The Ides of March

Neptune in Pisces and the Revolutions of 1848

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With a prediction by Urbain Le Verrier, telescopic observations confirming the existence of a major planet were made on the night of September 23, 1846, and into the early morning of the 24th,[1] at the Berlin Observatory, by astronomer Johann Gottfried Galle (assisted by Heinrich Louis d’Arrest), working from Le Verrier’s calculations. It was a sensational moment of 19th century science and dramatic confirmation of Newtonian gravitational theory. In François Arago‘s apt phrase, Le Verrier had discovered a planet “with the point of his pen.”

At the same time, numerous changes had been taking place in European society throughout the first half of the 19th century by the strokes  of “pens” and also by the strokes of “swords”. There were surges in technology that made ideas more accessible to the disenfranchised as well as middle classes. These included improvements in printing presses, invention of the telegraph as well as typewriter, Braille, longer hours for reading due to many new types of lighting, and countless other precursors of modern efficiency.

However there was also widespread hardships among the many due to famines, pestilence, and war.  Large groups of the nobility were discontented with royal absolutism or near-absolutism. In 1846 there had been an uprising of Polish nobility in Austrian Galicia, which was only countered when peasants, in turn, rose up against the nobles.[6] Additionally, an uprising by democratic forces against Prussia occurred in Greater Poland. Advances in the  publishing industry similar to  development of the Internet in our times,  began to inform the masses of injustices and economic disparities existing

On February 21, 1948, Marx and Engels published their Communist Manifesto .  once they began agitating in Germany following the March insurrection in Berlin, their demands were considerably reduced.  Life was very hard. In Europe, the aristocrats had serfs and in their many colonies elsewhere in the world, they had slaves.They issued their “Demands of the Communist Party in Germany”[7]from Paris in March; the pamphlet only urged unification of Germany, universal suffrage, abolition of feudal duties, and similar middle class goals.

The middle and working classes thus shared a desire for reform, and agreed on many of the specific aims. Their participations in the revolutions, however, differed. While much of the impetus came from the middle classes, much of the cannon fodder came from the lower.  Therevolts first erupted in the cities.

There were four buzz words in 1848: democracy, liberalism, nationalism, and socialism. Wikipedia has done our homework for us by defining what those words meant in the mid 1800s. Democracy, alas, pertained mainly to male suffrage. Liberalism, however, has real punch: consent of the governed and restrictions on the influence of church and state. Nationalism probably requires some sort of modern interpretation. In a world that was emerging from feudalism, there were countless states of varying degrees of stature. For instance, in what we now know as Italy, there were once — such as during the Renaissance — the hugely influential city-states, with names like Florence and Venice, as well as many kingdoms, Papal States, duchies, etc., some of which were ruled by Austrians.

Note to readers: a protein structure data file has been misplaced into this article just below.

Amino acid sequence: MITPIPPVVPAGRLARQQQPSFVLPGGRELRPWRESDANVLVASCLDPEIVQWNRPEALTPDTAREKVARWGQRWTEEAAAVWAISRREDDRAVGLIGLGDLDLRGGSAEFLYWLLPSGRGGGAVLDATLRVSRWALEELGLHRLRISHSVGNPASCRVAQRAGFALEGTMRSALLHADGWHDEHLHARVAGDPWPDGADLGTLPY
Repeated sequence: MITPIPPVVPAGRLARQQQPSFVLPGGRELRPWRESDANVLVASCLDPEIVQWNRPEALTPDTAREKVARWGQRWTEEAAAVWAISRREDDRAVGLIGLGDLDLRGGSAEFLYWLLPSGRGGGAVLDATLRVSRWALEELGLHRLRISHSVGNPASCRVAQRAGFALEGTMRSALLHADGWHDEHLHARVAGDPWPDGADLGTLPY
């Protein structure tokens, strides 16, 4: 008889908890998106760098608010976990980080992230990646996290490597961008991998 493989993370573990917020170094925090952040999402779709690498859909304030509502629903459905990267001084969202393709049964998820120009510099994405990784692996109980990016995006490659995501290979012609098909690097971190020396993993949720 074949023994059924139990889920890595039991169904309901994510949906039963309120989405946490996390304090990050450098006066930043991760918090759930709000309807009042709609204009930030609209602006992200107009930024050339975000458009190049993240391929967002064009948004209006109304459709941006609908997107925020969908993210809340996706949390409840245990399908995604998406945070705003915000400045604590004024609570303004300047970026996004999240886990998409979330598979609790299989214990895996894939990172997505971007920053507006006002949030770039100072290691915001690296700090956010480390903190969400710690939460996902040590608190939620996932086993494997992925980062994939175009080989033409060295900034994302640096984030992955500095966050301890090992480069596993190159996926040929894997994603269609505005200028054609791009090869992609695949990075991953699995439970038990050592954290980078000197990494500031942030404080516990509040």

There were multiple memories of the Revolution. Democrats looked to 1848, as a democratic revolution, which in the long run insured liberty, equality, and fraternity. Marxists denounced 1848 as a betrayal of working-class ideals by a bourgeoisie that was indifferent to the legitimate demands of the proletariat. For nationalists, 1848, was the springtime of hope when newly emerging nationalities rejected the old multinational empires. They were all bitterly disappointed in the short run. 1848, at best, was a glimmer of future hope, and at worst, it was a deadweight that strengthened the reactionaries and delayed further progress.[22]

In the post-revolutionary decade after 1848, little had visibly changed, and most historians considered the revolutions a failure, given the seeming lack of permanent structural changes.

Nevertheless, there were a few immediate successes for some revolutionary movements, notably in the Habsburg lands. Austria and Prussia eliminated feudalism by 1850, improving the lot of the peasants. European middle classes made political and economic gains over the next twenty years; France retained universal male suffrage. Russia would later free the serfs on February 19, 1861. The Habsburgs finally had to give the Hungarians more self-determination in the Ausgleich of 1867. The revolutions inspired lasting reform in Denmark as well as the Netherlands.

Written by harenews

February 14, 2012 at 11:01 pm

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